Googling the problem suggests that those suffering from the issue should alter their messaging settings on Windows Phone – the implication being that the threaded conversation is what is causing the problem.


This can be dealt with by opening the email inbox, then Settings > [ACCOUNT NAME] and ensure that Conversations are set to On. There should also be a check in the box below this to ensure replies and emails are synced.

Success with this fix is limited, however.

Is there another way?

The Google Exchange Fix

Some have attributed this (and other) Gmail problems on Windows Phone to the Google implementation of IMAP2, which is regularly (and for some, mysteriously) updated. So the obvious solution would be to avoid using IMAP, right?

When you add a new account on Windows Phone, there is a facility to create a Gmail account. You can also setup a hosted Gmail account (for websites that use Gmail as their email tool) with little trouble. Windows Phone is also equipped for automatic setup.

While researching the bug, I stumbled upon a syncing issue between Gmail and Windows Phone devices that could only be resolved by hard resetting the phone or setting up the Gmail account as an Outlook Exchange account. Having used the account setup in this way for a few days now, I’m reasonably confident it should work for you too…

To begin, you’ll need to delete the account you’re having difficulty with. This is best done by opening Settings > Email & Accounts, long-tapping the account in question and deleting Delete.

Next, tap Add an account > Outlook, then enter your Gmail address and password. Tap Sign in, which will fail, but display a second screen with more options. Add the username, then tap Sign in; this time, you will have the choice of Try again or Advanced. Tap this, checking the information already entered is correct. Skip Domain, leaving the field blank, and enter the server address as m.google.com.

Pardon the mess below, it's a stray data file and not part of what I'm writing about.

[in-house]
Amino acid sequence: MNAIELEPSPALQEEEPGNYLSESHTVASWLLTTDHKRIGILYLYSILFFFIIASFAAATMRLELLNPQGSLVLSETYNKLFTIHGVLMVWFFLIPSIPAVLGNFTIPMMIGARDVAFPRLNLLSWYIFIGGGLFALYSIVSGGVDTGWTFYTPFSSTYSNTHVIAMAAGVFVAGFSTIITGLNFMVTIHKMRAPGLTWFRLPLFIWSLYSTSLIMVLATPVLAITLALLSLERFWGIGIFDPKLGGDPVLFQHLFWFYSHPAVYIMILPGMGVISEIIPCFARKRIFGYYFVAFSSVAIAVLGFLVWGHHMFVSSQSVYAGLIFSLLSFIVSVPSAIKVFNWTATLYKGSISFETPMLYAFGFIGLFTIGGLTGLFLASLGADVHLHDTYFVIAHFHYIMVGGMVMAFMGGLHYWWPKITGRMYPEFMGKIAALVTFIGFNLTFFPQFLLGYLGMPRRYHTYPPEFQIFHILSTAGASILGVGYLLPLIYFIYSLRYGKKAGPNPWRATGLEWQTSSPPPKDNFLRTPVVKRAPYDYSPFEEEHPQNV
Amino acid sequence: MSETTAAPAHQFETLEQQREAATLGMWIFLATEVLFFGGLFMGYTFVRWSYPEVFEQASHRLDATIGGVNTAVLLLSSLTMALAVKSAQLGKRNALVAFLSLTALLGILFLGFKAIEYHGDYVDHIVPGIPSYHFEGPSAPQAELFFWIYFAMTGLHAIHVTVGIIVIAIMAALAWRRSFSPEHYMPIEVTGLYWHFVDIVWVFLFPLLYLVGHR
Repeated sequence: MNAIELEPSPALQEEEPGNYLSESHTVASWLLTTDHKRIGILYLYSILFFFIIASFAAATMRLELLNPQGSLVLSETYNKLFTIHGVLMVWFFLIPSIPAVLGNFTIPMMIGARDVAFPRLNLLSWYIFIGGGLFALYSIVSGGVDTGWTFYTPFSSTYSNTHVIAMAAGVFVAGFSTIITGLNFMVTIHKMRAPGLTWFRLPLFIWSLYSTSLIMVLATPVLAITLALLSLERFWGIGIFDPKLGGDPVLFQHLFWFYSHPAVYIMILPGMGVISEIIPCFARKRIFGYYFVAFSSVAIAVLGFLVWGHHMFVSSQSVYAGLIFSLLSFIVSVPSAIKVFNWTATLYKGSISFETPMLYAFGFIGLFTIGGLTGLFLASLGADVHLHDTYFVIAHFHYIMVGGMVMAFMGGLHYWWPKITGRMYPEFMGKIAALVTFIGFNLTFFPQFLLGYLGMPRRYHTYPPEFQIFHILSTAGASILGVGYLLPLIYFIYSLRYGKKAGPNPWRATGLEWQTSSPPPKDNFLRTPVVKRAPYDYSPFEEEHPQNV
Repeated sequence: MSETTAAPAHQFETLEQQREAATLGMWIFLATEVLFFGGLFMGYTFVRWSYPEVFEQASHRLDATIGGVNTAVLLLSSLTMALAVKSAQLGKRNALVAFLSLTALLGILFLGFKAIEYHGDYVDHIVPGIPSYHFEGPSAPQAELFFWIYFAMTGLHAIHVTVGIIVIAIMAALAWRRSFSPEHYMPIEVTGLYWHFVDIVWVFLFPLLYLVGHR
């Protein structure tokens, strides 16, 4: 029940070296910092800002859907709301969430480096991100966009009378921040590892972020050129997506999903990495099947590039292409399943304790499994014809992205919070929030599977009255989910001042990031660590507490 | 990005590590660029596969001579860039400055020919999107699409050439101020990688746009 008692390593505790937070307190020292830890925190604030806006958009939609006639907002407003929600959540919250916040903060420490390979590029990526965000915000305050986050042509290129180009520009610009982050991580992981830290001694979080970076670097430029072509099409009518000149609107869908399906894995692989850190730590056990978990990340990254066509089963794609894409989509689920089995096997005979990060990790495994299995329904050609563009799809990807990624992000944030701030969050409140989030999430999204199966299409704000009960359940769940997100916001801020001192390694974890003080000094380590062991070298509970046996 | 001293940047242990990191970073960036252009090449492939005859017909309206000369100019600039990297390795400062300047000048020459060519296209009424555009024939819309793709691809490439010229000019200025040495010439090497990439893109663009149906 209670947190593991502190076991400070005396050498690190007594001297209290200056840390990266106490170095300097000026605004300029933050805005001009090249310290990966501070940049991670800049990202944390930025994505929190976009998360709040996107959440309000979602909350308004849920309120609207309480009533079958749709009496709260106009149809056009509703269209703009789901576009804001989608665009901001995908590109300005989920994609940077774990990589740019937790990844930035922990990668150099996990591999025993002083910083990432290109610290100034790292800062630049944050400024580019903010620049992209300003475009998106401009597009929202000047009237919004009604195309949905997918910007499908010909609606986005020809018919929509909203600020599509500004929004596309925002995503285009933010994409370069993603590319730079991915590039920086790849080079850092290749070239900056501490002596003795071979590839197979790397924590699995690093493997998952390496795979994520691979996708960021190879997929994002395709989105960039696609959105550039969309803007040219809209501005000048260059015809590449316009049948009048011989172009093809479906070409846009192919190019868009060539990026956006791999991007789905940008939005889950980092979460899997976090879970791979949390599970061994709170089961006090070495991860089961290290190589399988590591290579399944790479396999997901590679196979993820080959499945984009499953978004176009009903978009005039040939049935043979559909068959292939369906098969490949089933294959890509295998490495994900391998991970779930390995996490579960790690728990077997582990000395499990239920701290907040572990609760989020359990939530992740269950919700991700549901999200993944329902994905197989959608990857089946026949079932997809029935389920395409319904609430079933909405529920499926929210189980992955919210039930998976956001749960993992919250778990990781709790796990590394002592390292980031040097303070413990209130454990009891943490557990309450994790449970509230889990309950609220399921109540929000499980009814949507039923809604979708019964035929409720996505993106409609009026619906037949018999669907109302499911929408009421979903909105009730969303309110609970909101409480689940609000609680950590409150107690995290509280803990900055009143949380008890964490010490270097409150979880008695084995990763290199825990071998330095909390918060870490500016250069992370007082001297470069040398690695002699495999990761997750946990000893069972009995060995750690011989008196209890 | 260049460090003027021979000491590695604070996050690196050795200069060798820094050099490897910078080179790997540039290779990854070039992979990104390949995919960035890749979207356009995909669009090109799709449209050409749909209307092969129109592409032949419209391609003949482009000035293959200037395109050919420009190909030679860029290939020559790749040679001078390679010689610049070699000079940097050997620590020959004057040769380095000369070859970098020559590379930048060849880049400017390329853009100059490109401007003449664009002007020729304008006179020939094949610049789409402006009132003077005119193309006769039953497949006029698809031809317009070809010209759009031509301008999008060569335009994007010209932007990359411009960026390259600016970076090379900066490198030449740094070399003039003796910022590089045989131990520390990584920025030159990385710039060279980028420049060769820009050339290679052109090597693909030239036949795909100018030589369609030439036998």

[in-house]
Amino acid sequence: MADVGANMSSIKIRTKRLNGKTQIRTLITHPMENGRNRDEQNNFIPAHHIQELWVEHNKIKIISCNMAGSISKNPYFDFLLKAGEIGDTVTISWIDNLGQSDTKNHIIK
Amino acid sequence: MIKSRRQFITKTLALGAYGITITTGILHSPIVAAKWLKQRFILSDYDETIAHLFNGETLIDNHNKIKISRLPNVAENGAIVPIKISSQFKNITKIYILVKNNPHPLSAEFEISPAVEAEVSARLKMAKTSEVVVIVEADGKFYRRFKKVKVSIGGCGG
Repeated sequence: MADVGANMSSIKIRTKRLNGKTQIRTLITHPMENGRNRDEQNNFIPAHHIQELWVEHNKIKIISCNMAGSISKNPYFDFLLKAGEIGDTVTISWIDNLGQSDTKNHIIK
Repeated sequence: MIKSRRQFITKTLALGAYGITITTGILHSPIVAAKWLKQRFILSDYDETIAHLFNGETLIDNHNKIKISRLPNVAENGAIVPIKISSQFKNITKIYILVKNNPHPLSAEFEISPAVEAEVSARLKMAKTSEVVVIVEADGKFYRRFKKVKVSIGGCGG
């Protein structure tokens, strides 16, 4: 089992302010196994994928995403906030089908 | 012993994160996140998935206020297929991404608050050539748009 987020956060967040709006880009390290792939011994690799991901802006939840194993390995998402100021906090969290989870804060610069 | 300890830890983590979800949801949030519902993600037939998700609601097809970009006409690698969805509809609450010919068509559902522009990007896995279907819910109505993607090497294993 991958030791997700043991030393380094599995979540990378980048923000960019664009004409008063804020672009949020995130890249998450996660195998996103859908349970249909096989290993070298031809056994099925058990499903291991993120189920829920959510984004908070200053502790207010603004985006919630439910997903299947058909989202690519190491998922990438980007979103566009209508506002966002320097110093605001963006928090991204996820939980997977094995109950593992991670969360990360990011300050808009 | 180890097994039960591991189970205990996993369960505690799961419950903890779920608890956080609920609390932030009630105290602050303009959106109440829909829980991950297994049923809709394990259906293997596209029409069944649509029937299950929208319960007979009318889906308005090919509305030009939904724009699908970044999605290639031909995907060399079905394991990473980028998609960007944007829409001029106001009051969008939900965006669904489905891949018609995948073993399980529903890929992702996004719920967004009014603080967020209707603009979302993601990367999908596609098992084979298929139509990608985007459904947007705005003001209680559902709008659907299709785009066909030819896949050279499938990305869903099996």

(Note that if you need to configure other settings, you should use the Show all settings button.)

When you’re done, tap Sign in. The account will begin to sync, and the tile will be added to your Start screen.

Should this fail, there is always the option of accessing Gmail in the Windows Phone browser, or using an app such as Gmail Free or Gmail Buddy.



So far so good with this fix, but why should one single Gmail account cause such a big problem?

The truth hasn’t been revealed, and neither Microsoft nor Google have even admitted that the fault exists. Of course, a quick search through Google’s search results will confirm the issue…

Now, not every user experiences the problem. I only manage to ruin entire email threads with one Gmail account, so it may be that you are not affected at all. However, if you know someone who uses a Windows Phone and regularly totals email threads with bizarre HTML coding hiding obscure messages, please point them in the direction of this post as I would be very interested to see how the fix described above works for them.

Similarly, if you have any feedback, comments or suggestions, please share them below!

Image Credits: Angry woman Via Shutterstock